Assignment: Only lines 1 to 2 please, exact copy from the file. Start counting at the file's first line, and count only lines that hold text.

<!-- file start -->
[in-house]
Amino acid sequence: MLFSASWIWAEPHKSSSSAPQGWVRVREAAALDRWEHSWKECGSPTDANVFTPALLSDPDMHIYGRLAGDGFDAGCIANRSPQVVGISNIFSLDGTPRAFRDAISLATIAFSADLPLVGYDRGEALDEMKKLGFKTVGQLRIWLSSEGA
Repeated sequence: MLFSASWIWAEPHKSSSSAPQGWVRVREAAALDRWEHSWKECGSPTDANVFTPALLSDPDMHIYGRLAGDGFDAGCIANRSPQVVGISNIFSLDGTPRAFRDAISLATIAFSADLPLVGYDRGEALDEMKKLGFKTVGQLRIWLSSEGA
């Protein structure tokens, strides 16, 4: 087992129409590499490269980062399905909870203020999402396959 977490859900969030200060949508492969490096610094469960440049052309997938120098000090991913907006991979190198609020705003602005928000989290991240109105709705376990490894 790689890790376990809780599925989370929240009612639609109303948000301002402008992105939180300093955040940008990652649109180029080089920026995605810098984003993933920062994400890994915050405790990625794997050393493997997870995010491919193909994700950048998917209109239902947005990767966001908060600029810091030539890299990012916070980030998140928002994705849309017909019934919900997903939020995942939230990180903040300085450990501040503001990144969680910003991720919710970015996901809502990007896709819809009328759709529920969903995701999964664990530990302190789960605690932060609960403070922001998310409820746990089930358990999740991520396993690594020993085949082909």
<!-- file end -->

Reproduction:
[in-house]
Amino acid sequence: MLFSASWIWAEPHKSSSSAPQGWVRVREAAALDRWEHSWKECGSPTDANVFTPALLSDPDMHIYGRLAGDGFDAGCIANRSPQVVGISNIFSLDGTPRAFRDAISLATIAFSADLPLVGYDRGEALDEMKKLGFKTVGQLRIWLSSEGA